This discussion may have started in unicoRe, but it's dropped into
unicoDe now, so you guys are stuck hearing from me again.
Michael Everson <email@example.com> wrote:
> At 15:15 -0400 2002-05-02, Tex Texin wrote:
>> Sentinel does have a meaning in software, an extension of "guard"
>> to mean a delimiting value.
I learned the computer-related meaning of "sentinel" the same way as
everyone else who began programming on microcomputer BASICs in the early
'80s. In the following classic BASIC line:
100 DATA 20, 18, 16, 24, -1
the value -1 is a sentinel, a recognizably invalid data item that
signifies the end of valid data items. The commas that separate the
values are delimiters.
(But, of course, one could always argue that the commas are recognizably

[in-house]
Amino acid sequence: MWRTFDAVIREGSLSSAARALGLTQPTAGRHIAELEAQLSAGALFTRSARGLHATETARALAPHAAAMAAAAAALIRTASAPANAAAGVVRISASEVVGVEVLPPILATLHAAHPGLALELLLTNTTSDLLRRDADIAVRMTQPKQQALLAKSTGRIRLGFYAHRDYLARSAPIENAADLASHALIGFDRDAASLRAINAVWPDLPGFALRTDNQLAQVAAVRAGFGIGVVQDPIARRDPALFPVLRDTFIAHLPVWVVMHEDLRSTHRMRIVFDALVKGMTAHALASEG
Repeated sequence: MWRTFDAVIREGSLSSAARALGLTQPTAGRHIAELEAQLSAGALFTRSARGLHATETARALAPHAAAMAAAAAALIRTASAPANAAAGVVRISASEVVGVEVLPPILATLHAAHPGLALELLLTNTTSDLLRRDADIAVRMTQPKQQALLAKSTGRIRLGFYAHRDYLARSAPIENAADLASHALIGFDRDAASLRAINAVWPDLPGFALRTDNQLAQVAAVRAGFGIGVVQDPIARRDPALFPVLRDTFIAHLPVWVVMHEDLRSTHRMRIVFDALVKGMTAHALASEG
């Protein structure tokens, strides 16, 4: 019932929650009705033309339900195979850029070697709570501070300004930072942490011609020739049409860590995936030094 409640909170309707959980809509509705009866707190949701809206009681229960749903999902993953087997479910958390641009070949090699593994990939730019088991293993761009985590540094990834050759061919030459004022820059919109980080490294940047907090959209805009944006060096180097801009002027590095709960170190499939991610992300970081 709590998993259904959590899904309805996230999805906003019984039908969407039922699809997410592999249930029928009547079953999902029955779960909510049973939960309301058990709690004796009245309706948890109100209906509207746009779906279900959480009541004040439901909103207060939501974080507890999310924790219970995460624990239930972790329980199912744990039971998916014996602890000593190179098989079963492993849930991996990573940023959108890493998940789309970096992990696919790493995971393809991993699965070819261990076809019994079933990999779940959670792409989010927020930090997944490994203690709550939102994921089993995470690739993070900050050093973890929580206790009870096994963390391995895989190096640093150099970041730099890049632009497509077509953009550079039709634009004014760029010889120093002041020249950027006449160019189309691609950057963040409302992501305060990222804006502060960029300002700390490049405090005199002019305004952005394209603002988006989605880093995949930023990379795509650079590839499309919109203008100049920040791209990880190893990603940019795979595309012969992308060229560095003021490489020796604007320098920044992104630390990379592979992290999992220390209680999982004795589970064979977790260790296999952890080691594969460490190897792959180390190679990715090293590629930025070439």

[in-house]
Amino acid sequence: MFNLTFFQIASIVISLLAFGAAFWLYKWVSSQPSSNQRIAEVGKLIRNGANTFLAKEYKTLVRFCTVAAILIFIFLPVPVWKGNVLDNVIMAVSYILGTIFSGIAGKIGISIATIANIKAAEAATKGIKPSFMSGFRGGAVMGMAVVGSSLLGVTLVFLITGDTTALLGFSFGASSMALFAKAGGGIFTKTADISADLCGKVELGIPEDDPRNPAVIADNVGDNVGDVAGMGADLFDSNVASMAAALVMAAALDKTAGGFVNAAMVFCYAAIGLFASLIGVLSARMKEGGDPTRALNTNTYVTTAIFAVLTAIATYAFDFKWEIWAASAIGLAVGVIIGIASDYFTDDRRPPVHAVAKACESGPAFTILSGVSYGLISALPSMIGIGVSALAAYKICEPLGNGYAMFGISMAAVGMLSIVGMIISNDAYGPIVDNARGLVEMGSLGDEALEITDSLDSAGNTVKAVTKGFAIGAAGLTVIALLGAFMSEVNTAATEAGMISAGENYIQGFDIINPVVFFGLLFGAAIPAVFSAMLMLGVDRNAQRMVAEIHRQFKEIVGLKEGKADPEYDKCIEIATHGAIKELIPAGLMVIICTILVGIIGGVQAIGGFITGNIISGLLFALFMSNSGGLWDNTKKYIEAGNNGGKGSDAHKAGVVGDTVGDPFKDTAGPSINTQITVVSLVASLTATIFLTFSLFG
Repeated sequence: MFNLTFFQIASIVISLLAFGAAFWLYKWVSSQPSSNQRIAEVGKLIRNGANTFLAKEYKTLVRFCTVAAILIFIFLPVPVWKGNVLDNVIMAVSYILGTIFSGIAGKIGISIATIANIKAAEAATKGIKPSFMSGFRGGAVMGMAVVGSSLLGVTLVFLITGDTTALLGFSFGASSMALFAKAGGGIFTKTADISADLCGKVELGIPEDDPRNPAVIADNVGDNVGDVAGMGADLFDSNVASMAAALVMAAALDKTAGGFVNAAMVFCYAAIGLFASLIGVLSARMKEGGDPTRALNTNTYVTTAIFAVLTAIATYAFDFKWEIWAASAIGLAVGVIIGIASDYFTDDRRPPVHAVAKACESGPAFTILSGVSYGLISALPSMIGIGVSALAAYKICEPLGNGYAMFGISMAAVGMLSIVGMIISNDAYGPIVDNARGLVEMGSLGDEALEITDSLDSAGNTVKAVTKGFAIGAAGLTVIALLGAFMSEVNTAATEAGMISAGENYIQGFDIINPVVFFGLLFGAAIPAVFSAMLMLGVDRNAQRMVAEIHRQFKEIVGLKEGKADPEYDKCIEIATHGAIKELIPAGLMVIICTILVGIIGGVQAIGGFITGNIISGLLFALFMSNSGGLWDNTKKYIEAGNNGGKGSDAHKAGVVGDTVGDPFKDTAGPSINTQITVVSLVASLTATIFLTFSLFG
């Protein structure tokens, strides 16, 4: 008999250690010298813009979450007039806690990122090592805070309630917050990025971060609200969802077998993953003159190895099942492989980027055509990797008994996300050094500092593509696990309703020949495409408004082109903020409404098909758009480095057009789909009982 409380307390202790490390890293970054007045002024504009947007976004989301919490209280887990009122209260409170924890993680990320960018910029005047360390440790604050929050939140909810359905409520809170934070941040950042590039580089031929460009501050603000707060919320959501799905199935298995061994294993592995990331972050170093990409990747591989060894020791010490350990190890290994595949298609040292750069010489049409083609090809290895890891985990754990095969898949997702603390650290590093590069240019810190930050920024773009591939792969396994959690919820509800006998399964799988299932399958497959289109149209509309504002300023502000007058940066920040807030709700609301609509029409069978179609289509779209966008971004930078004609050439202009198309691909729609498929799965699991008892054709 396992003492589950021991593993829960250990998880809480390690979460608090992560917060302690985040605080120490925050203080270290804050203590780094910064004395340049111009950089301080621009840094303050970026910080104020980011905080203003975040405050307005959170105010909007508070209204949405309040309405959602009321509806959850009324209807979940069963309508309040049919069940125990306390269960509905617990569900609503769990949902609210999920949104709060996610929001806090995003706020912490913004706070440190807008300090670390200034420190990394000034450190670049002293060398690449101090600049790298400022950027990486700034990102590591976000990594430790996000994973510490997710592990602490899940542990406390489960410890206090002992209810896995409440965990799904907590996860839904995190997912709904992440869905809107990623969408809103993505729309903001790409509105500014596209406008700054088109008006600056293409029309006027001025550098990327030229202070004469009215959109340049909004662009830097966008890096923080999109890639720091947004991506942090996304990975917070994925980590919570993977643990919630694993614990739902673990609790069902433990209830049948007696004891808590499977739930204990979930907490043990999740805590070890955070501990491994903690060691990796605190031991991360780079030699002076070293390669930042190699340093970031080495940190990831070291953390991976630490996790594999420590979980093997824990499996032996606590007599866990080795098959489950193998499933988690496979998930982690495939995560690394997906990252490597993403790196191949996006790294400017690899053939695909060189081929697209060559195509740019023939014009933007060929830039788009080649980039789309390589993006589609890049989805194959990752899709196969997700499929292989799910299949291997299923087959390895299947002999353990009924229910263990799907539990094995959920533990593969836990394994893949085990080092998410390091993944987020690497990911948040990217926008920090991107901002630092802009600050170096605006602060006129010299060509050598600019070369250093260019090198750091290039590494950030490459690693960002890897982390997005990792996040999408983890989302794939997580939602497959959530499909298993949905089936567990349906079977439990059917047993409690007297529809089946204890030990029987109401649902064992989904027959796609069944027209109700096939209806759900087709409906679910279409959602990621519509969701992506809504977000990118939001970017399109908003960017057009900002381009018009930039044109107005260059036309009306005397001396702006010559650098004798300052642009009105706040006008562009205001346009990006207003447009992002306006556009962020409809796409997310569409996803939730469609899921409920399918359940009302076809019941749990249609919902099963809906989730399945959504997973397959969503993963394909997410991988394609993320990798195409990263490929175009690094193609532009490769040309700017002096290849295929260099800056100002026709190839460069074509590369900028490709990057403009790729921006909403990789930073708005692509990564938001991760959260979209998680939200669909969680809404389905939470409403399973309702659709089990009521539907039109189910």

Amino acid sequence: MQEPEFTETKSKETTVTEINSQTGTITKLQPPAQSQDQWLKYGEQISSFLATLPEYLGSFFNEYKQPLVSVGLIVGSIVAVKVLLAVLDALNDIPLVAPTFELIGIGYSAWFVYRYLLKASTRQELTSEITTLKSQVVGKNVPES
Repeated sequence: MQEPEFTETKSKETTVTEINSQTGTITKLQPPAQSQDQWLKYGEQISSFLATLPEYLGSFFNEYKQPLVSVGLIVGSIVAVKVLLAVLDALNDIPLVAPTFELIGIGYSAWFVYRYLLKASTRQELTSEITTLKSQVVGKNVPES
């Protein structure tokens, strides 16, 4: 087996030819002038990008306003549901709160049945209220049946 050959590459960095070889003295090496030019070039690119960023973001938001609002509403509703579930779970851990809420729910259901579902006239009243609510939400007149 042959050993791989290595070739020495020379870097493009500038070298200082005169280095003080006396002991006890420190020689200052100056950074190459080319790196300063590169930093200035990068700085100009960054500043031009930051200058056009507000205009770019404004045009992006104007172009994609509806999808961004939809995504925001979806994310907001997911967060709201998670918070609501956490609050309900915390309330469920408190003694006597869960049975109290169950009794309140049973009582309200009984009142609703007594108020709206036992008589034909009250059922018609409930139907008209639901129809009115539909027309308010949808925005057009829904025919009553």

not digits and, as such, signify to the interpreter the end of the
numeric data item. So maybe on a lower level, the commas are sentinels
too. But I wouldn't have called them that.)
> And in the world of internationalization this stuff has to be
> translated. It has to make sense. Quick-and-dirty Californian
> "definitions" cause problems for other people in the world because
> the images or idioms may not be universal. Sentinal does not seem
> to me to be equivalent to "literal". "Delimiter" seems better.
Hey, hey, hey. Tex is a Bostonian. We Californians do play fast and
loose with language sometimes, but we had nothing to do with this.
This archive was generated by hypermail 2.1.2 : Fri May 03 2002 - 02:18:17 EDT